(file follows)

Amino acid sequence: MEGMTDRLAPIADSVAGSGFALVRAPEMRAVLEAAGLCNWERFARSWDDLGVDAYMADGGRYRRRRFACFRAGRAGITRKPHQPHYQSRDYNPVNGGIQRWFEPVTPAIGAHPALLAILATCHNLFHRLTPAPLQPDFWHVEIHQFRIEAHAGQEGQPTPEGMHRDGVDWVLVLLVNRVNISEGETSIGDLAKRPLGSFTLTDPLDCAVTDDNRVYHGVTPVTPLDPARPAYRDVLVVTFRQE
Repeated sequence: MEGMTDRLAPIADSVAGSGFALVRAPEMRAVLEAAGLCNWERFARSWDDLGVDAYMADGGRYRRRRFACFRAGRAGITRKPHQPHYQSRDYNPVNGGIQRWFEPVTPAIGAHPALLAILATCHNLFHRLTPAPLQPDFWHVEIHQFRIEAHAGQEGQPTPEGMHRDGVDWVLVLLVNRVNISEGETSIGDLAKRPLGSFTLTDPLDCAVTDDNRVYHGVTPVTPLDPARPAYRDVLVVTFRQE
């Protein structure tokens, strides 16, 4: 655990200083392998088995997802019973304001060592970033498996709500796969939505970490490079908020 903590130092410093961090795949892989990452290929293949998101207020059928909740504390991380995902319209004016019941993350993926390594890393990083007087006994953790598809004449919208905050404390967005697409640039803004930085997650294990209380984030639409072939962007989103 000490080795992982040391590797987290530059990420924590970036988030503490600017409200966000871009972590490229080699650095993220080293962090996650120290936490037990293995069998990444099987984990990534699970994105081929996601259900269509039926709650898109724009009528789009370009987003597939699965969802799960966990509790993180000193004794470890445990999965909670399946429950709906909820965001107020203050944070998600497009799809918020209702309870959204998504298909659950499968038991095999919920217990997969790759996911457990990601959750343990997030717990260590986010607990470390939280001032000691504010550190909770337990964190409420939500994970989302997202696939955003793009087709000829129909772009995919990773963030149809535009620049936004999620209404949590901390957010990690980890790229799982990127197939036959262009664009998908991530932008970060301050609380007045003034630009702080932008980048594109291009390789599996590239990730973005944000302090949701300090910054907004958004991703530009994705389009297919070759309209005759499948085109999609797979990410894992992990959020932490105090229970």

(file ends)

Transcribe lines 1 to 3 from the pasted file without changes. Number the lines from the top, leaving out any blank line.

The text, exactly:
Amino acid sequence: MEGMTDRLAPIADSVAGSGFALVRAPEMRAVLEAAGLCNWERFARSWDDLGVDAYMADGGRYRRRRFACFRAGRAGITRKPHQPHYQSRDYNPVNGGIQRWFEPVTPAIGAHPALLAILATCHNLFHRLTPAPLQPDFWHVEIHQFRIEAHAGQEGQPTPEGMHRDGVDWVLVLLVNRVNISEGETSIGDLAKRPLGSFTLTDPLDCAVTDDNRVYHGVTPVTPLDPARPAYRDVLVVTFRQE
Repeated sequence: MEGMTDRLAPIADSVAGSGFALVRAPEMRAVLEAAGLCNWERFARSWDDLGVDAYMADGGRYRRRRFACFRAGRAGITRKPHQPHYQSRDYNPVNGGIQRWFEPVTPAIGAHPALLAILATCHNLFHRLTPAPLQPDFWHVEIHQFRIEAHAGQEGQPTPEGMHRDGVDWVLVLLVNRVNISEGETSIGDLAKRPLGSFTLTDPLDCAVTDDNRVYHGVTPVTPLDPARPAYRDVLVVTFRQE
């Protein structure tokens, strides 16, 4: 655990200083392998088995997802019973304001060592970033498996709500796969939505970490490079908020 903590130092410093961090795949892989990452290929293949998101207020059928909740504390991380995902319209004016019941993350993926390594890393990083007087006994953790598809004449919208905050404390967005697409640039803004930085997650294990209380984030639409072939962007989103 000490080795992982040391590797987290530059990420924590970036988030503490600017409200966000871009972590490229080699650095993220080293962090996650120290936490037990293995069998990444099987984990990534699970994105081929996601259900269509039926709650898109724009009528789009370009987003597939699965969802799960966990509790993180000193004794470890445990999965909670399946429950709906909820965001107020203050944070998600497009799809918020209702309870959204998504298909659950499968038991095999919920217990997969790759996911457990990601959750343990997030717990260590986010607990470390939280001032000691504010550190909770337990964190409420939500994970989302997202696939955003793009087709000829129909772009995919990773963030149809535009620049936004999620209404949590901390957010990690980890790229799982990127197939036959262009664009998908991530932008970060301050609380007045003034630009702080932008980048594109291009390789599996590239990730973005944000302090949701300090910054907004958004991703530009994705389009297919070759309209005759499948085109999609797979990410894992992990959020932490105090229970």